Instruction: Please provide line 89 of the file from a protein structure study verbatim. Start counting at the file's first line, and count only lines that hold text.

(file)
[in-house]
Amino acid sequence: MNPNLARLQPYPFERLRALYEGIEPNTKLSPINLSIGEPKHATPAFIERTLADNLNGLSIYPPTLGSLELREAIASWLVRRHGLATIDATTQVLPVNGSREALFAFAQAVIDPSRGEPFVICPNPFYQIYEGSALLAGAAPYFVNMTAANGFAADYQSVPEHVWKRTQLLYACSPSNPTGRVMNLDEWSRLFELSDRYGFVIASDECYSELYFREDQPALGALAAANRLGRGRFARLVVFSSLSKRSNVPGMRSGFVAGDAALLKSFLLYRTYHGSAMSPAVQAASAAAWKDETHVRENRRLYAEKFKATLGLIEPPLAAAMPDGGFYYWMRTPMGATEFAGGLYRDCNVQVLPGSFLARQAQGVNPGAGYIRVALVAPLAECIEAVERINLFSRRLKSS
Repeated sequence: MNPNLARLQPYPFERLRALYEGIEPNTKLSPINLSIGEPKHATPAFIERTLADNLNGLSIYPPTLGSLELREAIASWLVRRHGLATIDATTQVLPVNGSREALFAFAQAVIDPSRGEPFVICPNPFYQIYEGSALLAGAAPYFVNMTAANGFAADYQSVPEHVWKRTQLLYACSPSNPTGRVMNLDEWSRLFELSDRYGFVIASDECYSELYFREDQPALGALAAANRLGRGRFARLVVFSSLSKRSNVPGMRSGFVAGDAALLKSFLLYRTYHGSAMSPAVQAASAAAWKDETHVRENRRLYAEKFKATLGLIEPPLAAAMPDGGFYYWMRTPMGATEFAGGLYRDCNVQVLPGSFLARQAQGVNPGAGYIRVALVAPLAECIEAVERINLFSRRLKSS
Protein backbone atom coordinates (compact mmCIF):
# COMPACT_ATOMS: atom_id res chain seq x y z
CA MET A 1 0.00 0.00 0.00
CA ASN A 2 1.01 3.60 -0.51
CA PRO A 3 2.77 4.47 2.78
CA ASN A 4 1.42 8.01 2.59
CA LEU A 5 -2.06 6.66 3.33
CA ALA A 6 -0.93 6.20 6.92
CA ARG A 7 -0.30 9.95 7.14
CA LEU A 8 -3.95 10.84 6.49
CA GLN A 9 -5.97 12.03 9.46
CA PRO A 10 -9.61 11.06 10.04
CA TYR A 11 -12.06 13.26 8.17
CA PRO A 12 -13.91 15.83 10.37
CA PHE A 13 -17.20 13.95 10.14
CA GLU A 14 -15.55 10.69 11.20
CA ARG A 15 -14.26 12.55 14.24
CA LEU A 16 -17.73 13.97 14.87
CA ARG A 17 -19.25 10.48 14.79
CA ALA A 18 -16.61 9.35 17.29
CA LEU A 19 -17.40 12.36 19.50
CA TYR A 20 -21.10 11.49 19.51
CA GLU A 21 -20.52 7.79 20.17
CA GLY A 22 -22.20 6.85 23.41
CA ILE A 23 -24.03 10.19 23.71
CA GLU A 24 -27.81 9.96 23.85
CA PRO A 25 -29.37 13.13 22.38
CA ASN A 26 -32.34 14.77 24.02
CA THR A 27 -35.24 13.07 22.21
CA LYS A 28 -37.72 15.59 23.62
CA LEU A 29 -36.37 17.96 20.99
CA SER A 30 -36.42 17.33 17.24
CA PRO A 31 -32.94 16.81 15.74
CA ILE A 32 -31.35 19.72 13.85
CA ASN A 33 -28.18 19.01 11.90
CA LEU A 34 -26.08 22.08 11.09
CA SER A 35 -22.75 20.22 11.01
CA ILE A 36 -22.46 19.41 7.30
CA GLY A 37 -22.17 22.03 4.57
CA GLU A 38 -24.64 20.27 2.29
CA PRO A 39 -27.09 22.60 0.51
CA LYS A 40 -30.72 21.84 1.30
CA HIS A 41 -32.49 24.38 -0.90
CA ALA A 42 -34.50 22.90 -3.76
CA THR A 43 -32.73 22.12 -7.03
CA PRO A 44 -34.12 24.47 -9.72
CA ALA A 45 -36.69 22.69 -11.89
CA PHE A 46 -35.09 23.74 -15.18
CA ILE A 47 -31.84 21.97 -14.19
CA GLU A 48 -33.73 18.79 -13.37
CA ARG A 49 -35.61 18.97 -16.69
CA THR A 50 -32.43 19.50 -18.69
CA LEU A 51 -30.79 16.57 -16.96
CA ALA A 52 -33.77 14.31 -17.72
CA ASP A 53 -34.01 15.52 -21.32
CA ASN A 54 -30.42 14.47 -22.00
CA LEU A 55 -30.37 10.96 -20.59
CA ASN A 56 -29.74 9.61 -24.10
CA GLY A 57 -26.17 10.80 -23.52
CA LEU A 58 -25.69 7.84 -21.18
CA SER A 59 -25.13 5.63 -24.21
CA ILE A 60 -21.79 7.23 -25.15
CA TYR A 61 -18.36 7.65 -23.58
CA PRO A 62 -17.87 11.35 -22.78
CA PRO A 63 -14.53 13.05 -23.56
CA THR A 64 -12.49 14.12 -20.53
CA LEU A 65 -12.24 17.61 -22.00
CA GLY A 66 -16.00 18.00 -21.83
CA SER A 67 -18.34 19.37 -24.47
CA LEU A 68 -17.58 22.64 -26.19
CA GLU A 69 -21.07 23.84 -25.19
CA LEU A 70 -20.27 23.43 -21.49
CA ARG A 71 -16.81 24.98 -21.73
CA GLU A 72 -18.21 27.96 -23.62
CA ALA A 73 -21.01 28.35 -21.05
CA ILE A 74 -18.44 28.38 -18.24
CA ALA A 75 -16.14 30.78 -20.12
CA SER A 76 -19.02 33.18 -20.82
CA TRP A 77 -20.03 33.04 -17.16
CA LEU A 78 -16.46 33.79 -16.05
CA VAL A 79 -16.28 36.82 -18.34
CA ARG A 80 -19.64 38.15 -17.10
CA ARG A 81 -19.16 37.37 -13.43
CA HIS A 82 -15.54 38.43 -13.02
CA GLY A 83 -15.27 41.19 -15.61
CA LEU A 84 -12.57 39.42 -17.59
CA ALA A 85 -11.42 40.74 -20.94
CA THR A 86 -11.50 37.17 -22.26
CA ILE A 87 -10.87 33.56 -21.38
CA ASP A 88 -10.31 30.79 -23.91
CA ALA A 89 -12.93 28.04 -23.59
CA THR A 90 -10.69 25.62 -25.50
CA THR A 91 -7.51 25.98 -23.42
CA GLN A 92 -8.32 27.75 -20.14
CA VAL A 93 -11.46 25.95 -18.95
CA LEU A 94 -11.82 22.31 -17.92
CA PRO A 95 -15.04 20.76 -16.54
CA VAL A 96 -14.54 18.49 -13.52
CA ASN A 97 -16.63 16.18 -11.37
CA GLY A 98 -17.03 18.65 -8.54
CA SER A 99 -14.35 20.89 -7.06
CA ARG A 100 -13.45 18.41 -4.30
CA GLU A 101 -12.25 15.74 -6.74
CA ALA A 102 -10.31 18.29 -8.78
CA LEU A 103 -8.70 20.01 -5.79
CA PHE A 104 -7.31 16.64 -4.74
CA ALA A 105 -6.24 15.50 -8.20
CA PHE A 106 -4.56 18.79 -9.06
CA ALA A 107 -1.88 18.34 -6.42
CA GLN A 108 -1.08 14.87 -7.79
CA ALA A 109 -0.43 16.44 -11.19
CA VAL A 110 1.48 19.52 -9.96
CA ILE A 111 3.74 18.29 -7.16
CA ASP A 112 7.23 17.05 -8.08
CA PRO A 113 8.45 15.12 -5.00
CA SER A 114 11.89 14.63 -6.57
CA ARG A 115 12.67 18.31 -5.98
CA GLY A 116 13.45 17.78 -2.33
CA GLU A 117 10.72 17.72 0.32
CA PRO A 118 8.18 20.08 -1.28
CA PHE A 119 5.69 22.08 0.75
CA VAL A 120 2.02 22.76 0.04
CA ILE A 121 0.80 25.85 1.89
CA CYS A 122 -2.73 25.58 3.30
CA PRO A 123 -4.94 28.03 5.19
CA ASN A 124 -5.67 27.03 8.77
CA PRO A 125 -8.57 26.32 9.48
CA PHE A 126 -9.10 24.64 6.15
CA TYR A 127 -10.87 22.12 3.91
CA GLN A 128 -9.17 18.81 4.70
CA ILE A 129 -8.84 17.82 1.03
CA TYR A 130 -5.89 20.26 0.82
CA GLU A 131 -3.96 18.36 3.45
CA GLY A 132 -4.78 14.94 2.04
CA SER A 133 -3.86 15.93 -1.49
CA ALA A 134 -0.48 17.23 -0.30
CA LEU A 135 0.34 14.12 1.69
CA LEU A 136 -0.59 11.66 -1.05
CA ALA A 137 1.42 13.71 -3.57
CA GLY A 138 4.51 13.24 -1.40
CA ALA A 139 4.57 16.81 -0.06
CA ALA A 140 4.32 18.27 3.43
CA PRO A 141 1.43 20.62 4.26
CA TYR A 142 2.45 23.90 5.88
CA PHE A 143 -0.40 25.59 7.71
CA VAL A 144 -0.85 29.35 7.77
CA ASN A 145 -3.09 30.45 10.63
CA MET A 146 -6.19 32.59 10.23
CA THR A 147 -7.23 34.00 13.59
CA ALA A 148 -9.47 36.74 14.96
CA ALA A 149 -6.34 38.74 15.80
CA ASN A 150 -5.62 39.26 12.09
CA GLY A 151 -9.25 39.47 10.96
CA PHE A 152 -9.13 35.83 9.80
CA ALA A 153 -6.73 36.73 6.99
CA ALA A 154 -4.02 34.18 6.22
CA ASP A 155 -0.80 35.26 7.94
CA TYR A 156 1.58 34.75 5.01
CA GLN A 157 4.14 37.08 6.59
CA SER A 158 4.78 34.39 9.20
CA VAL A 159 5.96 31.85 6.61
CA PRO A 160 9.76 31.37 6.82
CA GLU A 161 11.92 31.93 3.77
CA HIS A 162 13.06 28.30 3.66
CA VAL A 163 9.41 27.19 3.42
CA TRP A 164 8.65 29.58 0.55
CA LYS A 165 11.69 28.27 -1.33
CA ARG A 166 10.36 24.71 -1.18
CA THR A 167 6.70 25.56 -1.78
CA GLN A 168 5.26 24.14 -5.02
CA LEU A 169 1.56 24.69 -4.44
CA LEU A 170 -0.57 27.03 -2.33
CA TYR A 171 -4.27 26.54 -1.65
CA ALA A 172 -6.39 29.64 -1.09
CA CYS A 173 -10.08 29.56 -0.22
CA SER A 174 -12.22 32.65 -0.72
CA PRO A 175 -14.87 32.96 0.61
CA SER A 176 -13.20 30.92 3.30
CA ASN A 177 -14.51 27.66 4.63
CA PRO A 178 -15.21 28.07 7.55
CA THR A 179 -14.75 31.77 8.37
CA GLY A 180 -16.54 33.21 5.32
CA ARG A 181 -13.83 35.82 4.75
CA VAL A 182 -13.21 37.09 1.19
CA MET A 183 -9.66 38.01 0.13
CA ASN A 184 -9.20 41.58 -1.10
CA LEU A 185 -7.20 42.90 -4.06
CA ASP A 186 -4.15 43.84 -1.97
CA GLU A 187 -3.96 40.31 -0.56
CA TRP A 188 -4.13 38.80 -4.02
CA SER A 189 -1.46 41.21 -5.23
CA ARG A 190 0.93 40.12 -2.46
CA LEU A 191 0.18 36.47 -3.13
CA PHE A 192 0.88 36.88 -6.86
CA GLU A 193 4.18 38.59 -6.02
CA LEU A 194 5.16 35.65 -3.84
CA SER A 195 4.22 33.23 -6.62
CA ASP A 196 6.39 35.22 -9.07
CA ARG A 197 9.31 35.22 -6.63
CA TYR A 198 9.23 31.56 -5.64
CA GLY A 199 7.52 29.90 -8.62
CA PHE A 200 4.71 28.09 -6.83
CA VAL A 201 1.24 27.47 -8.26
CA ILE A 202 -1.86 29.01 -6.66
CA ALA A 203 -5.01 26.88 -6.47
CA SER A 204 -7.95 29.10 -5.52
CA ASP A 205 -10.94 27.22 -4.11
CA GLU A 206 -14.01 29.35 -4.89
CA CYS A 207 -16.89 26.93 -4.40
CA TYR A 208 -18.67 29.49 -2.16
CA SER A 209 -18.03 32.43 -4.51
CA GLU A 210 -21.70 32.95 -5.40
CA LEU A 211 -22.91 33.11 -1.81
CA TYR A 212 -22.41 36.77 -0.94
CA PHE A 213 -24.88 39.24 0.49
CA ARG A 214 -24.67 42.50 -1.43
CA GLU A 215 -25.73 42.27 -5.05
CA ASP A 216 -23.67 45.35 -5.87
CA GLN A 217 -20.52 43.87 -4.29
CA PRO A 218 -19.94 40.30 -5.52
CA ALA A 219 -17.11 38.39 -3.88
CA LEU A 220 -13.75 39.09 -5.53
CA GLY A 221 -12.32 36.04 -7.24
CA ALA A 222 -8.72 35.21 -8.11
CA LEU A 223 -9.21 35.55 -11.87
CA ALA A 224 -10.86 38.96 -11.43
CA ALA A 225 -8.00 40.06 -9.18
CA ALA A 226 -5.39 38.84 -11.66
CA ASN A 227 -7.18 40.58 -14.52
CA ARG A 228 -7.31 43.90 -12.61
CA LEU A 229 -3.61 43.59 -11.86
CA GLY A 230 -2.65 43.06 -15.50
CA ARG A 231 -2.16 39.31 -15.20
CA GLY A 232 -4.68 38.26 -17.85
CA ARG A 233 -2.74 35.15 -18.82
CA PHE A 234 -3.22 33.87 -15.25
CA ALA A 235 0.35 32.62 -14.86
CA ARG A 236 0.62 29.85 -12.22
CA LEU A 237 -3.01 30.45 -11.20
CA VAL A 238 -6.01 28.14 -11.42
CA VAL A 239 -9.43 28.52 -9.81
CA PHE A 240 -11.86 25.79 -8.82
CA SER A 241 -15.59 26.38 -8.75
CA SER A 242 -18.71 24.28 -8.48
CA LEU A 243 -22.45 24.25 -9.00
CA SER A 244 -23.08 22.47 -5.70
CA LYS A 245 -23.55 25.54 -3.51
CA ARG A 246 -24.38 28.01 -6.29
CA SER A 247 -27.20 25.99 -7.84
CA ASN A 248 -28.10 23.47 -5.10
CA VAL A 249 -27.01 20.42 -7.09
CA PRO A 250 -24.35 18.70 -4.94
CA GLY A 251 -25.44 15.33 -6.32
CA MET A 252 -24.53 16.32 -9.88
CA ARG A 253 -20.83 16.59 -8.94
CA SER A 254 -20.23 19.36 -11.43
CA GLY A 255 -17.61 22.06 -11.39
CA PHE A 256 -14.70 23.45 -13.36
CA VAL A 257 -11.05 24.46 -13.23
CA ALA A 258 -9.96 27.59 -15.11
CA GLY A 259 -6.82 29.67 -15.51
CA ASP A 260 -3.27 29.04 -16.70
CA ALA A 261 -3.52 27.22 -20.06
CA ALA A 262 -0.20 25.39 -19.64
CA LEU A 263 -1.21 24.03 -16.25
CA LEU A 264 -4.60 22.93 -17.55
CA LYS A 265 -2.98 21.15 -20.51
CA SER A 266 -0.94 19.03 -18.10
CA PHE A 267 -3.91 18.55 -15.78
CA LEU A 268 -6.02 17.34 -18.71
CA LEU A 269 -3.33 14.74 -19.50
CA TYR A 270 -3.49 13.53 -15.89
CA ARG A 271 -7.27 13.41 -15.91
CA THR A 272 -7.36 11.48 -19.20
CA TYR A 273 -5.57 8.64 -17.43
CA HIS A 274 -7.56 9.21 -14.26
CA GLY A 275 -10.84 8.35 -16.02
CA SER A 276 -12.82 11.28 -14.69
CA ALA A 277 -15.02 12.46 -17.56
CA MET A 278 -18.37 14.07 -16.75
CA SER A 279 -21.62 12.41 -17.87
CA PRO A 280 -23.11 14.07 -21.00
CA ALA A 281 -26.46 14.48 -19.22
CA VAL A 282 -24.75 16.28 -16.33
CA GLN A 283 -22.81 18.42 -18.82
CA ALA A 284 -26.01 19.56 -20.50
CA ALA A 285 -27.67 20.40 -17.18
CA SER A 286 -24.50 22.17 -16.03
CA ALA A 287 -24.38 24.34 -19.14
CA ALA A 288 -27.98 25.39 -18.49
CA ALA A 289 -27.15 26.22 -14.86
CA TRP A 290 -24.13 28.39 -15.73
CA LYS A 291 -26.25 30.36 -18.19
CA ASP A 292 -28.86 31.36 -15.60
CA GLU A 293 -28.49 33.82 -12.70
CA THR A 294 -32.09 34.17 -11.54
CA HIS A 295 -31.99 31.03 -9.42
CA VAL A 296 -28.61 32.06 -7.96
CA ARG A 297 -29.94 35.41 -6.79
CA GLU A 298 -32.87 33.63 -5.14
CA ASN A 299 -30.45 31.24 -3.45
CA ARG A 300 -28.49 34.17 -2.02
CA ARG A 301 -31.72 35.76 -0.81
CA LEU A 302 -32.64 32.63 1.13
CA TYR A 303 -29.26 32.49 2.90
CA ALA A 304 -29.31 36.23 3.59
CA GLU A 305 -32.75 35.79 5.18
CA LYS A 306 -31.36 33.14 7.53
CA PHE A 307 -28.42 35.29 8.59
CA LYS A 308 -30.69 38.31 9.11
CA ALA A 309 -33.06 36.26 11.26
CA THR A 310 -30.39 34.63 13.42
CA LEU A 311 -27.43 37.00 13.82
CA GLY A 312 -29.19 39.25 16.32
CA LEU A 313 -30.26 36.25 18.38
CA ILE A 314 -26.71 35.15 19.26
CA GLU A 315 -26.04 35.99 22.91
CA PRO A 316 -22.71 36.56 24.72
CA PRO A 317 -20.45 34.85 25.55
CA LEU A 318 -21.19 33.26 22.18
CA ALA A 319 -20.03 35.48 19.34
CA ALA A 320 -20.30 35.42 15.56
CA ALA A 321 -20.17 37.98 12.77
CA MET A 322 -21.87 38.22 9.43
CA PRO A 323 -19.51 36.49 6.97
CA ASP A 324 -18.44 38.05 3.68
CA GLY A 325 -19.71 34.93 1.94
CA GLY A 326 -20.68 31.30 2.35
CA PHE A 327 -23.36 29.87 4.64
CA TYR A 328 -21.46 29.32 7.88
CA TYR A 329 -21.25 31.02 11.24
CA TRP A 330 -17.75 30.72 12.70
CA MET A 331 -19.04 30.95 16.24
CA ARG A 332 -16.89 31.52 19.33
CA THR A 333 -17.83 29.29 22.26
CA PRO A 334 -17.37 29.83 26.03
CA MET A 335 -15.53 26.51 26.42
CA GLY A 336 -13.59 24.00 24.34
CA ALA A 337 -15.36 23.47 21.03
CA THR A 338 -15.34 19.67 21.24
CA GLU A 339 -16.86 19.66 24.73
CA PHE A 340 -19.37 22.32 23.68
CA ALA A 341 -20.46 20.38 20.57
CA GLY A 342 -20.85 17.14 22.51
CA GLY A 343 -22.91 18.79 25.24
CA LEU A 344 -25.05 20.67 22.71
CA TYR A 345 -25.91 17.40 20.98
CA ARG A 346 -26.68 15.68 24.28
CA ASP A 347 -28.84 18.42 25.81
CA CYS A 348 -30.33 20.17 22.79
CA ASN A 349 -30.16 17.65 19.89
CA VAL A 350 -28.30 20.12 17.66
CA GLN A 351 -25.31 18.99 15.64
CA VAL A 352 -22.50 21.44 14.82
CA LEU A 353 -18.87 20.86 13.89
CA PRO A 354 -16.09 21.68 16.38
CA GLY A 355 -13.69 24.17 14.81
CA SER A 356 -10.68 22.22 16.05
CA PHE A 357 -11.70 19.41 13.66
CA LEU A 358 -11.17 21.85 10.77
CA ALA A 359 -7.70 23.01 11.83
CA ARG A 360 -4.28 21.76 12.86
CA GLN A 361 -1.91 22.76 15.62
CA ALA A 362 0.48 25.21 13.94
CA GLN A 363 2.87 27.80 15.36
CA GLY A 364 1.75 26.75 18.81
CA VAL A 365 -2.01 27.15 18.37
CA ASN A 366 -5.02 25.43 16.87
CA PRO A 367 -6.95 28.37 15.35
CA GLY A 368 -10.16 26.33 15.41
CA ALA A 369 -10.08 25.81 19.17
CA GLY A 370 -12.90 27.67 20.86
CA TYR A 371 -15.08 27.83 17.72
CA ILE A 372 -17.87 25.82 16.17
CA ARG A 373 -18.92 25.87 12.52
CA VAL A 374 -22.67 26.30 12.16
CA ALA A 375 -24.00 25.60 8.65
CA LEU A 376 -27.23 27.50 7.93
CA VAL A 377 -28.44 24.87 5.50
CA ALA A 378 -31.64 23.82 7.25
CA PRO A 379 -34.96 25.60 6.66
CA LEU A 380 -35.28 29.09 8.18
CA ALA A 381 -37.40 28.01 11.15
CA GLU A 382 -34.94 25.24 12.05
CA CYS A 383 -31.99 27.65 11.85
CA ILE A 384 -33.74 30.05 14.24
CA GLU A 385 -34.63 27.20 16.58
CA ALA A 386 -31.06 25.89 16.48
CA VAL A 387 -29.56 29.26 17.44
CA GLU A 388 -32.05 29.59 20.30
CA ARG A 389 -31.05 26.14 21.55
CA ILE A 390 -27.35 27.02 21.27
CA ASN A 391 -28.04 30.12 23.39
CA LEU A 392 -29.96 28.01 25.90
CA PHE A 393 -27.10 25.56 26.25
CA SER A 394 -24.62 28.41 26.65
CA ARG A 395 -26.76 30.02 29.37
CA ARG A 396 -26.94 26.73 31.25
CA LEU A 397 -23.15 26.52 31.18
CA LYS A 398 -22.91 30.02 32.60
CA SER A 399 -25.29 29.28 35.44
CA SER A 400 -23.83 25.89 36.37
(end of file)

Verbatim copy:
CA LEU A 84 -12.57 39.42 -17.59